Passing

2021

Drama

115
Rotten Tomatoes Critics - Certified Fresh 89%
Rotten Tomatoes Audience - Upright 90%
IMDb Rating 6.8 10 275

Synopsis


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November 12, 2021

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English 2.0
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23.976 fps
98 min
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1920×1080
English 2.0
NR
23.976 fps
98 min
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Movie Reviews

Reviewed by CinemaSerf 6 / 10 / 10

Stylish looking but just a bit lacking...

Tessa Thompson is "Renie" - married to successful doctor "Brian" (André Holland), who heads for some tea after a long day and encounters childhood friend "Clare" (Ruth Negga). She doesn't immediately recognise her because she has little colour in her skin... Indeed, as the story pans out even her husband, the pretty openly bigoted "John" (Alexander Skarsgård) has no idea that his wife is negro. "Clare" is pretty lonesome, and soon finds solace and popularity amongst her friend's friends who find her charming and vivacious - traits "Renie" possesses in scan quantity. What now ensues is a gentle observational look as how the relationship between the women, and the former's husband, children - even her maid, develop. The film is very easy to watch, to look at - the style of cinematography, the costumes and the lighting all lend themselves well to the imagery. The story itself is less impressive. Aside from quite a few plausibility issues, Thompson just seems to try too hard. There is little natural about her performance, and though perhaps, by contrast, because Negga is very much on top of her character, that does take much from the potency of this theoretically challenging, cleverly scored story. The ending, well - least said, I think though. It is almost as if Rebecca Hall just ran out of paper, rather than story.

Reviewed by Sir_AmirSyarif 7 / 10 / 10

Rebecca Hall is confident in her visions

Rebecca Hall's 'Passing' is a profound, challenging, and gripping examination of racial identity. As a debut feature from an actress-turned-director, Hall is confident in her visions. The visuals and performances from all the cast are executed to near-perfection. It's hugely accomplished and very impressively staged.

Reviewed by msbreviews 7 / 10 / 10

Sundance 2021: Passing features outstanding performances from Tessa Thompson and Ruth Negga, but Rebecca Hall needs to learn that "less is more".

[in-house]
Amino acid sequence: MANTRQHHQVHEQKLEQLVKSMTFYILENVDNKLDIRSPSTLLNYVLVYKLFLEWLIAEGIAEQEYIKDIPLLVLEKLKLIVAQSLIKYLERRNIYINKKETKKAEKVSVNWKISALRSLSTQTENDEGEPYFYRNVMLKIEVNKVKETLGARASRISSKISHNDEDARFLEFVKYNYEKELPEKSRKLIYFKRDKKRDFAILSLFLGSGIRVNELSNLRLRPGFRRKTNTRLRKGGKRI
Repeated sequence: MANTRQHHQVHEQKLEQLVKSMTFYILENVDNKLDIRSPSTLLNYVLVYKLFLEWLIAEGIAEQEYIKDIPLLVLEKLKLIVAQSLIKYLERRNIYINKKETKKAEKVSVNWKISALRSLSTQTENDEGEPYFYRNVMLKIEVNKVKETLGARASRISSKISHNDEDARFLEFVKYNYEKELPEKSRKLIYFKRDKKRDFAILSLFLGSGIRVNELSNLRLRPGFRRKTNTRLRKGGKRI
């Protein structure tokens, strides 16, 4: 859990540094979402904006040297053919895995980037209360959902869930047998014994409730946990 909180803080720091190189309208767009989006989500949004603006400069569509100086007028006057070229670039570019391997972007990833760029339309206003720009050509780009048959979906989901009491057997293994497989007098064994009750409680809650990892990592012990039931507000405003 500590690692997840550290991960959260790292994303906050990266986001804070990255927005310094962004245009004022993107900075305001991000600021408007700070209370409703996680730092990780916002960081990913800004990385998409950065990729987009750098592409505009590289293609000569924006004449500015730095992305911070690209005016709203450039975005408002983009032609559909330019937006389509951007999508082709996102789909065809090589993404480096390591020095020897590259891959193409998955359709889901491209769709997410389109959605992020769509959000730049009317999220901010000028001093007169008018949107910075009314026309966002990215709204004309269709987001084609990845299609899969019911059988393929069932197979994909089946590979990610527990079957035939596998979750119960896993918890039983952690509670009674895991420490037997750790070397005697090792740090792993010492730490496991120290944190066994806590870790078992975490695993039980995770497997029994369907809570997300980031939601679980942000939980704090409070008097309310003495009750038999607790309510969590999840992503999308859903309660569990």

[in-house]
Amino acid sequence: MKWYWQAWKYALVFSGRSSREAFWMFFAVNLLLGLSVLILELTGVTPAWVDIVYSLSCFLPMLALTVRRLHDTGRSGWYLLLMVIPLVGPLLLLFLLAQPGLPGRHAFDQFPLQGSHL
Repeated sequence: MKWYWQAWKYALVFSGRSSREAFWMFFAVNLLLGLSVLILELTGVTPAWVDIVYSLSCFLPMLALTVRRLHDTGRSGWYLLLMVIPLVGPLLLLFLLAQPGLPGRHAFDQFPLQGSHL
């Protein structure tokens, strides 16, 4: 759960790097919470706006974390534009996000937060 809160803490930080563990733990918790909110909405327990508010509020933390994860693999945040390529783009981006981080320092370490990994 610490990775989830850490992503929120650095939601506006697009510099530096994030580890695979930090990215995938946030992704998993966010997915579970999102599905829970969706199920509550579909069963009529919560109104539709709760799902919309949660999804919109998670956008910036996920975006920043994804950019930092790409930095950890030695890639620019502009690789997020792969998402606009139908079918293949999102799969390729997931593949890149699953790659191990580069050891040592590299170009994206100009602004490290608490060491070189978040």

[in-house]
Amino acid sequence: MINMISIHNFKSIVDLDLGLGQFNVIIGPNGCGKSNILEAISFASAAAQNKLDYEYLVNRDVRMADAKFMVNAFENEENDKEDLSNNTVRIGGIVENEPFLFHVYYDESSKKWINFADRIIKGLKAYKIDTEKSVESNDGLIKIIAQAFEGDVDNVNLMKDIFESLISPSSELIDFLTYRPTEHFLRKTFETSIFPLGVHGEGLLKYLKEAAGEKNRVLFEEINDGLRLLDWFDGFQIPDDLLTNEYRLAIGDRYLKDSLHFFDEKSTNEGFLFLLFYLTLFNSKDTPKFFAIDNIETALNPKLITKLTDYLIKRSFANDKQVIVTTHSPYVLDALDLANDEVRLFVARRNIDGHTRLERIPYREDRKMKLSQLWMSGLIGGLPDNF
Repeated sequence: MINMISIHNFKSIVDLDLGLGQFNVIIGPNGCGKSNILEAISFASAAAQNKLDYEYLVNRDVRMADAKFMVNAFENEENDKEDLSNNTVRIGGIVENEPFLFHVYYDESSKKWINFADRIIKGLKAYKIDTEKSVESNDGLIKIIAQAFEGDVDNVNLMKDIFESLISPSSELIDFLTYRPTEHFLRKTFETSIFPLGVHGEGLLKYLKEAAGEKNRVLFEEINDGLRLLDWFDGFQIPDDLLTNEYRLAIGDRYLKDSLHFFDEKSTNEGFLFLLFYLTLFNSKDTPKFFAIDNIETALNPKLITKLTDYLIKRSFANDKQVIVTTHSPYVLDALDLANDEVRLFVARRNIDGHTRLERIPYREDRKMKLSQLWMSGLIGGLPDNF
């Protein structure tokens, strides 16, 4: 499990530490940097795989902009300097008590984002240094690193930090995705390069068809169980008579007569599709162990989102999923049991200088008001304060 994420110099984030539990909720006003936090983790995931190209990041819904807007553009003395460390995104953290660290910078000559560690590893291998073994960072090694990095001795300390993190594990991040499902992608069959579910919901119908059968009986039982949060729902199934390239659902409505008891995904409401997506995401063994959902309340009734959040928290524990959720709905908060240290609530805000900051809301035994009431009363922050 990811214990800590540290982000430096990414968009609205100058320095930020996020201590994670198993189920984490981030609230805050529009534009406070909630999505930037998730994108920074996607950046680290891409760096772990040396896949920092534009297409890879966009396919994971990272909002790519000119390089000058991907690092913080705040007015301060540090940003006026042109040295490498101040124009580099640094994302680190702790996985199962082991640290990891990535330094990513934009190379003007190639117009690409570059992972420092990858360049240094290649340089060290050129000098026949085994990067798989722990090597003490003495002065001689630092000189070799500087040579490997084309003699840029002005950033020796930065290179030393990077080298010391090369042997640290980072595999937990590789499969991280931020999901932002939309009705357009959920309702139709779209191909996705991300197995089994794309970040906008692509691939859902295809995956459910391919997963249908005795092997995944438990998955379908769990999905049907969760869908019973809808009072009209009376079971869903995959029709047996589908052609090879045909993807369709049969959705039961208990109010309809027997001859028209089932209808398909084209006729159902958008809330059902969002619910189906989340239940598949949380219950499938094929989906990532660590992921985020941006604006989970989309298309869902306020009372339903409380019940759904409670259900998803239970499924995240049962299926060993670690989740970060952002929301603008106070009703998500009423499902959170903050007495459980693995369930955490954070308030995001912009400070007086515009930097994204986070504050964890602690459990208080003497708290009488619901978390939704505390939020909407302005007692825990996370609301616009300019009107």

If you enjoy reading my Spoiler-Free reviews, please follow my blog :) Black-and-white films are something I'll always cherish, but when these two colors become part of the narrative itself, then I can only expect a great movie. Passing approaches the fear of being colored due to obvious reasons of the film's period, and it does so in a necessarily disturbing, emotionally investing manner. Tessa Thompson (Irene) plays in the colored side while Ruth Negga (Clare) enjoys the privileges of passing as white. A captivating story unravels with Irene and Clare feeling envious of each other. If the former desires the latter's (external) happiness, Clare feels terrible for not possessing the same principles and morals as Irene. While I feel much more empathy for Irene's pride in being colored, I also don't blame Clare for getting a better life without all the discrimination. Both have their own personal problems, but as their friendship grows larger and more significant, these issues also expand and become seriously hurtful, especially to Tessa's character. The narrative loses a bit of steam when it starts focusing on romantic jealously instead of the interracial matter. The passage of time occasionally feels too abrupt and slightly confusing. Finally, the ending doesn't do justice to the movie's central theme and title, almost completely forgetting what it was supposed to communicate to the audience. Nevertheless, it's still a marvelous film with a meaningful storytelling purpose. As expected, Tessa and Ruth deliver brilliant performances, boasting a charming, dynamic, even passionate chemistry, but André Holland, Alexander Skarsgård, and the always remarkable Bill Camp also prove their worth. The B&W transmits a beautiful message concerning the lack of importance of someone's color (in B&W, everyone looks the same), and the significant value of morals and principles that truly define a person. As her feature directorial debut, Rebecca Hall undoubtedly shows talent, but she'll need to learn that "less is more". Gorgeous, elegant cinematography from Edu Grau. Passing is a solid feature directorial debut for Rebecca Hall, but she must learn to focus on just one central theme. Otherwise, such a beautifully shot movie boasting outstanding performances will lose its precious message in the middle of so many irrelevant, superficial romantic endeavors. Tessa Thompson and Ruth Negga carry the plot forward with charm and elegance, as does everyone else in the cast, but these two share such remarkable chemistry that I feel that the slow pacing was actually quite adequate. While the main plot revolves around the "passing as white" debate, I couldn't feel more engaged by the narrative and its opposite-sided main characters. However, this fascinating matter gradually loses energy, ultimately fading completely to an underwhelming jealously story between women, culminating in a climax that feels slightly out-of-place and exaggerated. Still, it's more entertaining than I anticipated it to be, and it still leaves the viewers with a very interesting "what if it was me" scenario to think about.

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